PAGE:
|US7255246 *||Oct 6, 2003||Aug 14, 2007||Dixie-Narco, Inc.||Ultrasonic sensor for detecting the dispensing of a product|
|US7446302 *||Jul 8, 2005||Nov 4, 2008||Automated Merchandising Systems, Inc.||Optical vend-sensing system for control of vending machine|
|US7480543 *||Aug 13, 2007||Jan 20, 2009||Dixie-Narco, Inc.||Ultrasonic sensor for detecting the dispensing of a product|
|US7519451||Oct 24, 2002||Apr 14, 2009||Crane Co.||Apparatus and methodology of detecting fulfillment of customer vend request|
|US7565222||Jan 15, 2004||Jul 21, 2009||Fawn Engineering Corporation||Economical optical system to provide reasonable assurance of completed vend or vendible items from vending machines|
|US7742837||Jan 22, 2008||Jun 22, 2010||Automated Merchandising Systems Inc.||Optical vend-sensing system for control of vending machine|
|US7831335||Jan 16, 2009||Nov 9, 2010||Crane Merchandising Systems, Inc.||Ultrasonic sensor for detecting the dispensing of a product|
|US7856289 *||Oct 19, 2007||Dec 21, 2010||Usa Technologies, Inc.||Method and apparatus for conserving power consumed by a vending machine utilizing audio signal detection|
|US8046100||Mar 13, 2007||Oct 25, 2011||Crane Merchandising Systems, Inc.||Method and system for accomplishing product detection|
|US8548625||Jan 23, 2007||Oct 1, 2013||Crane Merchandising Systems, Inc.||Optical vend sensing system for product delivery detection|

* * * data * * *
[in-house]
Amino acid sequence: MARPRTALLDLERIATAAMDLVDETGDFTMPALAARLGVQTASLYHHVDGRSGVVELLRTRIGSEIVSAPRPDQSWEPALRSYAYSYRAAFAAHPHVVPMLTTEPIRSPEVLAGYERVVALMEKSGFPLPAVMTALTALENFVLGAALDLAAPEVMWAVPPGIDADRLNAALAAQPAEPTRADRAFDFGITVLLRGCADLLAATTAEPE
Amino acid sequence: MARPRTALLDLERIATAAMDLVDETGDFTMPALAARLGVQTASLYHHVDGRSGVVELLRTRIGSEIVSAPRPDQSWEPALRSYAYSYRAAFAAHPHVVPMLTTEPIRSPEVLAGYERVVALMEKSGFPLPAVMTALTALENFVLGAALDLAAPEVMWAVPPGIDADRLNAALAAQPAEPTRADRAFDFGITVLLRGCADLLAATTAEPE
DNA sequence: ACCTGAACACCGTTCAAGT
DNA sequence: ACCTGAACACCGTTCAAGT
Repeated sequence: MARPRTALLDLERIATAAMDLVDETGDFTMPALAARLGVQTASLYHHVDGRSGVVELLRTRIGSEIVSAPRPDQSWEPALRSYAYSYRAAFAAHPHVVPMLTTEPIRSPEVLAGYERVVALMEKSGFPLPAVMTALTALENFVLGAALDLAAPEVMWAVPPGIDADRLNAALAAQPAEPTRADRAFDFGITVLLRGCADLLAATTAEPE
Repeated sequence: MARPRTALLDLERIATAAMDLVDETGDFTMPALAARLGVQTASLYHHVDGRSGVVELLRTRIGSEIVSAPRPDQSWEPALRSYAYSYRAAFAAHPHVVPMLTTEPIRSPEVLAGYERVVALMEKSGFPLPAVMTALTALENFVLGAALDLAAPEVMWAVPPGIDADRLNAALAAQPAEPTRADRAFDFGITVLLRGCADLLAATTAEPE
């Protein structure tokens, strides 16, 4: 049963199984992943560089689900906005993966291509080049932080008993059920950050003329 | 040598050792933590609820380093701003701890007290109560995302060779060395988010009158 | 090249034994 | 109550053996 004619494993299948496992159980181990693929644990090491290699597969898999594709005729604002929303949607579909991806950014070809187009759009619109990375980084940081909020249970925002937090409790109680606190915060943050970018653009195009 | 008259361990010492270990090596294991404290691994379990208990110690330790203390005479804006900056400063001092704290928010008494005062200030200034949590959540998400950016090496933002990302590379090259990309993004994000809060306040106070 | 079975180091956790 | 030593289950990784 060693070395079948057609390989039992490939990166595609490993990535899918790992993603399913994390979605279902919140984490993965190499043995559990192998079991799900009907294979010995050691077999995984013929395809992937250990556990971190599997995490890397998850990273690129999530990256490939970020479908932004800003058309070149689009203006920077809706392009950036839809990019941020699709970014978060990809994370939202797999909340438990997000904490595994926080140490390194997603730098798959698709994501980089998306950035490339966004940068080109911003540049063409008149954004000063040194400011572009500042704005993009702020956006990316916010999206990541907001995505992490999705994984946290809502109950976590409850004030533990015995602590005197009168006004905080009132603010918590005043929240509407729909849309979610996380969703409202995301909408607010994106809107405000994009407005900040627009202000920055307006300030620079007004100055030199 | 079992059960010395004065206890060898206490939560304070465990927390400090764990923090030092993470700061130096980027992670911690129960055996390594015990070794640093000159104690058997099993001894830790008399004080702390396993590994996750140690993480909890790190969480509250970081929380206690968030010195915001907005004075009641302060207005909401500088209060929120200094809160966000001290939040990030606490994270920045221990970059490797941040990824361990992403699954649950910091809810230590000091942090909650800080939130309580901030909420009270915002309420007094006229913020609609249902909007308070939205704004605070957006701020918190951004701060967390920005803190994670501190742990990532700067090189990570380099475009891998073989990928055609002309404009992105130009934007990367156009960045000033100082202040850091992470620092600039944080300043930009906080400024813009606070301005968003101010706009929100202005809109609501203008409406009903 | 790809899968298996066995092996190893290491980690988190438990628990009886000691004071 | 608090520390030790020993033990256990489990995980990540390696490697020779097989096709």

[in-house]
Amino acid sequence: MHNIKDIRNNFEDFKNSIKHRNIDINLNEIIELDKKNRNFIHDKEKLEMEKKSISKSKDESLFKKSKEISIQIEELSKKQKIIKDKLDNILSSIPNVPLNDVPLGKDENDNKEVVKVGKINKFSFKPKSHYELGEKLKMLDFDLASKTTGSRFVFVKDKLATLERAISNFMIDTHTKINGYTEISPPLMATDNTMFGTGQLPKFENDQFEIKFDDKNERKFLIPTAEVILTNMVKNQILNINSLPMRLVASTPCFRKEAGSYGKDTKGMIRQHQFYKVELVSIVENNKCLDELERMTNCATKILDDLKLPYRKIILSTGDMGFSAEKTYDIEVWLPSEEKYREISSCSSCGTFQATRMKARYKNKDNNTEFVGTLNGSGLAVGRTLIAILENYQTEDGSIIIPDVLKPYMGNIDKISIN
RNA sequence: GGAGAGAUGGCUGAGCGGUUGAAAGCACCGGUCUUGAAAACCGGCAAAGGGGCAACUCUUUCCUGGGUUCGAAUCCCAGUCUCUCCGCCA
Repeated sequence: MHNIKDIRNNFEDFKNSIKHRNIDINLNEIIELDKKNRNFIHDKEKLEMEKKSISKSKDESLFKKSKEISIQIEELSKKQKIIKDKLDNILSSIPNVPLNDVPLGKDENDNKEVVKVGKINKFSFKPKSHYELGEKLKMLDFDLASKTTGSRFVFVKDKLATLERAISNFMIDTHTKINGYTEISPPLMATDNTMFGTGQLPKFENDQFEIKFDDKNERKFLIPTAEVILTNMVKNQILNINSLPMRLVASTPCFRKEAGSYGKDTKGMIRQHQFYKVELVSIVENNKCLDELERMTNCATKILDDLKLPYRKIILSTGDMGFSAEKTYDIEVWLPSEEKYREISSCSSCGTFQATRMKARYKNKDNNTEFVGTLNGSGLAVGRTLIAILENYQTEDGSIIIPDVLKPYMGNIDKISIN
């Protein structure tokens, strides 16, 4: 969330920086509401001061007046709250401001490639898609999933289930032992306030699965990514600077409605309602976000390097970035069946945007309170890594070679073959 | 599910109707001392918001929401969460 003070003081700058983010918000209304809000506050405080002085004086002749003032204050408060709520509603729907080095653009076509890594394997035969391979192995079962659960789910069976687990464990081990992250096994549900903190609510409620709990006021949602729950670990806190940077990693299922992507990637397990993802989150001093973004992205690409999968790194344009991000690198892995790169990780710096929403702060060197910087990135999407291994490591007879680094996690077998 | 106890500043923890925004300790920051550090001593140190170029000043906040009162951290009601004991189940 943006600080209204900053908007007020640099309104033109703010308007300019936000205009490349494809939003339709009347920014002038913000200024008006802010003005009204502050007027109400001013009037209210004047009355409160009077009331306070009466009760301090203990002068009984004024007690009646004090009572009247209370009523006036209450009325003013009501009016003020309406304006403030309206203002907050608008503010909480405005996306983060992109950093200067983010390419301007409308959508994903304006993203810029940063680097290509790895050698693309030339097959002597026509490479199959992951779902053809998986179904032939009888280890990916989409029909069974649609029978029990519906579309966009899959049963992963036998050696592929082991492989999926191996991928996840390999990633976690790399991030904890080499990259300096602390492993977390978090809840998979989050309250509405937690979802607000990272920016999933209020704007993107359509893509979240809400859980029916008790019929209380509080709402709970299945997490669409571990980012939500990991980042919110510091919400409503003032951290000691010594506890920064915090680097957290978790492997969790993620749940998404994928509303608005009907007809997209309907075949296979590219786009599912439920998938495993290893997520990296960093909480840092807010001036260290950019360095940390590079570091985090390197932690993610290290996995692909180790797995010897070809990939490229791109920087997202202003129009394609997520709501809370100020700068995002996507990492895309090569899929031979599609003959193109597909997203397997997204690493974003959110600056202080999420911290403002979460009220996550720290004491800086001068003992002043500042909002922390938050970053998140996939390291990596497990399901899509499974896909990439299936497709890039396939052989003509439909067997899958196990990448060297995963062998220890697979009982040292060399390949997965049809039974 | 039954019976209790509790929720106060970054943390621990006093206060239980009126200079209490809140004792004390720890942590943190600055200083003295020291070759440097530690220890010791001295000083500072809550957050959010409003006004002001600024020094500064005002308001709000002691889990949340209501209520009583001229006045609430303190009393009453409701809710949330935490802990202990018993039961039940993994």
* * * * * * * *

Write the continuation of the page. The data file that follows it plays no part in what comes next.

|US20020117509 *||Aug 23, 2001||Aug 29, 2002||Whitten David Boyd||Method and system for accomplishing product detection|
|US20050043856 *||Oct 6, 2003||Feb 24, 2005||Bautista Dexter V.||Ultrasonic sensor for detecting the dispensing of a product|
|US20050155977 *||Jan 15, 2004||Jul 21, 2005||Fawn Engineering||Economical optical system to provide reasonable assurance of completed vend or vendible items from vending machines|
|US20060011642 *||Jul 8, 2005||Jan 19, 2006||Automated Merchandising Systems, Inc.||Optical vend-sensing system for control of vending machine|
|US20080033596 *||Jul 6, 2007||Feb 7, 2008||Fausak Andrew T||Vision Feedback Detection for Vending Machines and the Like|
|US20080054013 *||Aug 13, 2007||Mar 6, 2008||Bautista Dexter V||Ultrasonic sensor for detecting the dispensing of a product|
|US20080109109 *||Oct 19, 2007||May 8, 2008||David Schanin||Method and apparatus for conserving power consumed by a vending machine utilizing audio signal detection|
|US20080217348 *||Oct 23, 2007||Sep 11, 2008||Automated Vending Technology, Inc.||Vend sensing system|
|US20090210087 *||Jan 16, 2009||Aug 20, 2009||Bautista Dexter V||Ultrasonic sensor for detecting the dispensing of a product|
|US20110054676 *||Nov 8, 2010||Mar 3, 2011||Bautista Dexter V||Ultrasonic sensor for detecting the dispensing of a product|
|US20140183218 *||Oct 10, 2013||Jul 3, 2014||Hong Fu Jin Precision Industry (Shenzhen) Co., Ltd.||Goods transmission apparatus|
|WO2006017183A2 *||Jul 8, 2005||Feb 16, 2006||Automated Merchandising Systems Inc.||Optical vend-sensing system for control of vending machine|
|WO2006017183A3 *||Jul 8, 2005||Oct 26, 2006||Automated Merchandising System||Optical vend-sensing system for control of vending machine|
|U.S. Classification||221/2, 221/13|
|International Classification||G07F11/16, G07F9/02|
|Cooperative Classification||G07F9/026, G07F11/16|
|European Classification||G07F9/02D, G07F11/16|
|Apr 30, 2007||FPAY||Fee payment|
Year of fee payment: 4
|May 2, 2011||FPAY||Fee payment|
Year of fee payment: 8
|Jun 12, 2015||REMI||Maintenance fee reminder mailed|
|Nov 4, 2015||LAPS||Lapse for failure to pay maintenance fees|
|Dec 22, 2015||FP||Expired due to failure to pay maintenance fee|
Effective date: 20151104